Turkish authorities arrested five Iranians suspected of planning attacks on Israelis, says Israeli foreign minister Yair Lapid.
Israeli foreign minister Yair Lapid thanked Turkey on Thursday for helping foil an Iranian plot to harm Israelis in Istanbul and said the effort was still under way.
Turkish authorities arrested five Iranians suspected of planning attacks on Israelis ahead of Lapid’s visit, Turkish media reports said earlier in the day.
“The lives of Israeli citizens have been saved in recent weeks thanks to security and diplomatic cooperation between Israel and Turkey,” Lapid said during a visit to Turkey. “These efforts are ongoing.”
Lapid arrived in Turkey on Thursday for talks with Turkish counterpart Mevlut Cavusoglu as the two countries press ahead with efforts to repair ties strained over Turkey’s strong support for the Palestinians.
Hurriyet newspaper reported Turkish authorities arrested five Iranian nationals on Wednesday suspected of involvement in an alleged plot to assassinate Israeli citizens in Istanbul.
Police seized two pistols and two silencers in searches conducted in houses and hotels where the suspects were staying, according to the report.
No immediate response from Iran was available.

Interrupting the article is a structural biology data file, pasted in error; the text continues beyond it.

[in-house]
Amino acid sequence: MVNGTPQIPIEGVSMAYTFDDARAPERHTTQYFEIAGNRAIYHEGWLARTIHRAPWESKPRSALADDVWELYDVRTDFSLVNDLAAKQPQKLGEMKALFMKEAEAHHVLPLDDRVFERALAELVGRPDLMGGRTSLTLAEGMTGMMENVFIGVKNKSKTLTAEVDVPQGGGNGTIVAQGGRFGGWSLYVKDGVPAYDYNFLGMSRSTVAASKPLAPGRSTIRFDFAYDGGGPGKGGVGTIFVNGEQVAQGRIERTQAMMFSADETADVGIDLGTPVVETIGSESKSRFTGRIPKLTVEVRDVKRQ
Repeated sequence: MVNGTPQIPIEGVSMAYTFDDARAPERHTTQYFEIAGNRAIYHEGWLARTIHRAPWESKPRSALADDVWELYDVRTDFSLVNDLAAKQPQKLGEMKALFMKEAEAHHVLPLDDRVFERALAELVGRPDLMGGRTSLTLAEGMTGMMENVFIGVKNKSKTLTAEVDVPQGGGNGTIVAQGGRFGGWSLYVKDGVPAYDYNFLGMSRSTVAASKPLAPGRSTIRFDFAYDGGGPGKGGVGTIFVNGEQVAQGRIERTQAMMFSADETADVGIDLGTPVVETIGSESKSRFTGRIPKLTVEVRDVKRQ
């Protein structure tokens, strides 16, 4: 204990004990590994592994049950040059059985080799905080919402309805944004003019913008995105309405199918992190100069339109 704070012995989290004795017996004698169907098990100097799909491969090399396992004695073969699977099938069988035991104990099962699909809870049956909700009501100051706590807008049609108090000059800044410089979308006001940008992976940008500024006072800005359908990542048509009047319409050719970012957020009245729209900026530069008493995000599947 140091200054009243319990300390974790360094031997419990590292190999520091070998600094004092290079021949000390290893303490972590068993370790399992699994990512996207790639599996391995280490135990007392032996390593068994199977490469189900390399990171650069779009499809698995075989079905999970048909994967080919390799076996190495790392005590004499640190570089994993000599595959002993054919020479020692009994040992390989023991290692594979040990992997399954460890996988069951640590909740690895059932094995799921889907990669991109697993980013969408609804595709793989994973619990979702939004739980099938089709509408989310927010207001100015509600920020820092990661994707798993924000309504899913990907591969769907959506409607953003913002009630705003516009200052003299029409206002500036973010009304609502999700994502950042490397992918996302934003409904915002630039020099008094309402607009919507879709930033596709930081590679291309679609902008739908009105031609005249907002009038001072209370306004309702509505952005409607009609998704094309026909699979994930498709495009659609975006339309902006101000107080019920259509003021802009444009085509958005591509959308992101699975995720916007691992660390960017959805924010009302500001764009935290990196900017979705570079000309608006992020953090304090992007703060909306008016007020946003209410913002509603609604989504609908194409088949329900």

Turkey, beset by economic troubles, has been trying to end its international isolation by normalizing ties with several countries in the Middle East, including Egypt, the United Arab Emirates and Saudi Arabia.
Turkey and Israel were once close allies, but relations grew tense under President Recep Tayyip Erdogan, who is a vocal critic of Israel’s policies towards the Palestinians. Turkey’s embrace of Hamas, the movement that governs the besieged Gaza Strip, has angered Israel.
The countries withdrew their ambassadors in 2010 after Israeli forces stormed a humanitarian flotilla bound for Gaza, which has been under an Israeli-Egyptian blockade since Hamas came to power there in 2007.
Nine Turkish activists were killed. Israel apologized to Turkey for the deaths under a US-brokered agreement, but reconciliation efforts stalled.
Turkey recalled its ambassador in 2018 after the United States recognized Jerusalem as Israel’s capital, prompting Israel to respond in kind. The two countries have not reappointed their ambassadors.
The latest rapprochement has been led by Israel’s mostly ceremonial president, Isaac Herzog, who has held several telephone calls with Erdogan and visited Turkey in March, becoming the first Israeli leader to do so in 14 years.
Foreign Minister Mevlut Cavusoglu visited Israel last month. It was the first official visit to Israel by a Turkish official in 15 years.